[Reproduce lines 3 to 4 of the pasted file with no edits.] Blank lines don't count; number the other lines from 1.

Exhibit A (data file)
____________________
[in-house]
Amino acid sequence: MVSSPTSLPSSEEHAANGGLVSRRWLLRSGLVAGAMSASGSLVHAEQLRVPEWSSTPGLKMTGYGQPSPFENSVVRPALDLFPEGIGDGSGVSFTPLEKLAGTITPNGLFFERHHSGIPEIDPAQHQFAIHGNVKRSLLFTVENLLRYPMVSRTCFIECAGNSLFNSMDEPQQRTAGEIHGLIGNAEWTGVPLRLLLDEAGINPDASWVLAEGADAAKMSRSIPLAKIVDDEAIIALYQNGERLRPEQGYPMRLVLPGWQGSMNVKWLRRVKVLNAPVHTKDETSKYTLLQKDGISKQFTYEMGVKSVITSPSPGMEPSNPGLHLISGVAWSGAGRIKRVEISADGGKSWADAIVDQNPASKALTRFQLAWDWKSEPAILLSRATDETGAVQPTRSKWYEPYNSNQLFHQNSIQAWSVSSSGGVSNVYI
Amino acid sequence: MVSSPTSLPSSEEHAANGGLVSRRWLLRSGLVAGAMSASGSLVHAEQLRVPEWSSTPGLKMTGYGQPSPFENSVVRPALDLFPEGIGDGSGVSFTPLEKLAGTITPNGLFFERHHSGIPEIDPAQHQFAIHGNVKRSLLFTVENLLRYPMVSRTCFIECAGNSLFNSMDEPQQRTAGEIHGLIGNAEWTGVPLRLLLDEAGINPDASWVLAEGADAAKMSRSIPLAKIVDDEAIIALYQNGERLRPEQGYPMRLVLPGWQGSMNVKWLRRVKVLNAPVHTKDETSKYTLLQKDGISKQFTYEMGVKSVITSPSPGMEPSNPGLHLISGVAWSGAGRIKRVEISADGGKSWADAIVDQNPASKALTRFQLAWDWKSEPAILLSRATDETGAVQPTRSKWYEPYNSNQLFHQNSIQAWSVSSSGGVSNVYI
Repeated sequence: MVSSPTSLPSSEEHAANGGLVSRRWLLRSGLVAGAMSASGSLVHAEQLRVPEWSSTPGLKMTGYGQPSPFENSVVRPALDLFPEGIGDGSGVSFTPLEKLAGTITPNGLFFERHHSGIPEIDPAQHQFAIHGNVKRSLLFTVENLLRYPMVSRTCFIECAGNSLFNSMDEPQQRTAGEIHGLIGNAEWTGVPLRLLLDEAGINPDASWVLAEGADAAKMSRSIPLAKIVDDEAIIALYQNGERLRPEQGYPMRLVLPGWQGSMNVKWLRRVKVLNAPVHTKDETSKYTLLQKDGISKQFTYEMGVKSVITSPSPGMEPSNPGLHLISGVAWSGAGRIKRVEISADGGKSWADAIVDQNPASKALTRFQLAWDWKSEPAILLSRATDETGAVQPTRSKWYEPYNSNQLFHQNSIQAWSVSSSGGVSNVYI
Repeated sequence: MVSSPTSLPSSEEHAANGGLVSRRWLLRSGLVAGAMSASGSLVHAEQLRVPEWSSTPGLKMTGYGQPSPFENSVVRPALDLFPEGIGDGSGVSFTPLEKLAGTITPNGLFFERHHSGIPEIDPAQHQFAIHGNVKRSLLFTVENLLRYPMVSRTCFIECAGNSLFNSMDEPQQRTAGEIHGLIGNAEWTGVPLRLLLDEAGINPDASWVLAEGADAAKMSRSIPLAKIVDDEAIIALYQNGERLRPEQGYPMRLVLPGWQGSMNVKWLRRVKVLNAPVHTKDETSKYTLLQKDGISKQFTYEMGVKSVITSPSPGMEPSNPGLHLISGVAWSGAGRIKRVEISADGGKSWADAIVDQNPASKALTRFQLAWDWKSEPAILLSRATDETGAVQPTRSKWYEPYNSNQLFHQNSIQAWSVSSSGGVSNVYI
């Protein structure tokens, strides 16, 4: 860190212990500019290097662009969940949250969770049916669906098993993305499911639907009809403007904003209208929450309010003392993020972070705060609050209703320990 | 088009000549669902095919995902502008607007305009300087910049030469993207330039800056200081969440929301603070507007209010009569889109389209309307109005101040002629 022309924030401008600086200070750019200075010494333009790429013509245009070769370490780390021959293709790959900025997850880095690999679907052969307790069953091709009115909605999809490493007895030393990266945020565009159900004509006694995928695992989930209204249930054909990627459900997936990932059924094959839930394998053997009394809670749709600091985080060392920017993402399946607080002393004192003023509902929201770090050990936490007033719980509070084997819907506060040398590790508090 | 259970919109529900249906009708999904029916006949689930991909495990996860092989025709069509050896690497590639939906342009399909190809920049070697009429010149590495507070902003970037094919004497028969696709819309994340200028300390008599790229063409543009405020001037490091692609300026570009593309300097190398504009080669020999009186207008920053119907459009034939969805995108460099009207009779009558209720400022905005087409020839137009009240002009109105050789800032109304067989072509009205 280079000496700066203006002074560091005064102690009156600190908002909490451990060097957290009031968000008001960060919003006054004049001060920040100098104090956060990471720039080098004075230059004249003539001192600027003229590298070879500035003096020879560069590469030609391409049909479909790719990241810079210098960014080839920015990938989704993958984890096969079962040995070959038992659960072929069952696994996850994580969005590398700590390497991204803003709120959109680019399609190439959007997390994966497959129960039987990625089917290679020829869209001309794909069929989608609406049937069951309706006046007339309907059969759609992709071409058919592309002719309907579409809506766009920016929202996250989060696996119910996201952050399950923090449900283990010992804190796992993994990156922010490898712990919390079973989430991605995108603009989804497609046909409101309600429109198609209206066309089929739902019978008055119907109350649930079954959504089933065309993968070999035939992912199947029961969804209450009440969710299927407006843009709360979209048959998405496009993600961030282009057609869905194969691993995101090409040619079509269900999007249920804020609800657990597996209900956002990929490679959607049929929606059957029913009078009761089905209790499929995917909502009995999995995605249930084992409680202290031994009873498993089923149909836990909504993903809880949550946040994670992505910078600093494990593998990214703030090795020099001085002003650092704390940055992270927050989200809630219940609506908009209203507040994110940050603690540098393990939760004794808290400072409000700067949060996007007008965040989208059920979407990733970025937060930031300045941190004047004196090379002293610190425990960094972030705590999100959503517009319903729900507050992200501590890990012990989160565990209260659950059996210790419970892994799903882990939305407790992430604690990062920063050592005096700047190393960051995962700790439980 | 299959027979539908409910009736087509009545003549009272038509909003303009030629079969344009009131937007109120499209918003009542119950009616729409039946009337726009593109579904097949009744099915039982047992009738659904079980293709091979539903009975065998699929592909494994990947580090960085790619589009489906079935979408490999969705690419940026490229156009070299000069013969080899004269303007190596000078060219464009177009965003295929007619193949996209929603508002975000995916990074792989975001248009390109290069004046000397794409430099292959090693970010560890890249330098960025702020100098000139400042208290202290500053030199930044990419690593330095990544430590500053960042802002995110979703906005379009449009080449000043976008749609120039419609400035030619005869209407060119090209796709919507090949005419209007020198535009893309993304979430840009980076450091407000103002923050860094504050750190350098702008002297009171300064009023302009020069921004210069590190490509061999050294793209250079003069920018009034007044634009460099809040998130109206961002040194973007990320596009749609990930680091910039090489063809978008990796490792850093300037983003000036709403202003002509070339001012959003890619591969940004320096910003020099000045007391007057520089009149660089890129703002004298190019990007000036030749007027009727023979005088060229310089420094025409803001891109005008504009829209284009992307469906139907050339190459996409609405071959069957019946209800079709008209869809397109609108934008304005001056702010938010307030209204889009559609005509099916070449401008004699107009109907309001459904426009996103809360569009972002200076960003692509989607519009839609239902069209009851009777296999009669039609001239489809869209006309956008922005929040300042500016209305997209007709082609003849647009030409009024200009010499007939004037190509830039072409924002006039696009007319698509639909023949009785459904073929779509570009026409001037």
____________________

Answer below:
Amino acid sequence: MVSSPTSLPSSEEHAANGGLVSRRWLLRSGLVAGAMSASGSLVHAEQLRVPEWSSTPGLKMTGYGQPSPFENSVVRPALDLFPEGIGDGSGVSFTPLEKLAGTITPNGLFFERHHSGIPEIDPAQHQFAIHGNVKRSLLFTVENLLRYPMVSRTCFIECAGNSLFNSMDEPQQRTAGEIHGLIGNAEWTGVPLRLLLDEAGINPDASWVLAEGADAAKMSRSIPLAKIVDDEAIIALYQNGERLRPEQGYPMRLVLPGWQGSMNVKWLRRVKVLNAPVHTKDETSKYTLLQKDGISKQFTYEMGVKSVITSPSPGMEPSNPGLHLISGVAWSGAGRIKRVEISADGGKSWADAIVDQNPASKALTRFQLAWDWKSEPAILLSRATDETGAVQPTRSKWYEPYNSNQLFHQNSIQAWSVSSSGGVSNVYI
Repeated sequence: MVSSPTSLPSSEEHAANGGLVSRRWLLRSGLVAGAMSASGSLVHAEQLRVPEWSSTPGLKMTGYGQPSPFENSVVRPALDLFPEGIGDGSGVSFTPLEKLAGTITPNGLFFERHHSGIPEIDPAQHQFAIHGNVKRSLLFTVENLLRYPMVSRTCFIECAGNSLFNSMDEPQQRTAGEIHGLIGNAEWTGVPLRLLLDEAGINPDASWVLAEGADAAKMSRSIPLAKIVDDEAIIALYQNGERLRPEQGYPMRLVLPGWQGSMNVKWLRRVKVLNAPVHTKDETSKYTLLQKDGISKQFTYEMGVKSVITSPSPGMEPSNPGLHLISGVAWSGAGRIKRVEISADGGKSWADAIVDQNPASKALTRFQLAWDWKSEPAILLSRATDETGAVQPTRSKWYEPYNSNQLFHQNSIQAWSVSSSGGVSNVYI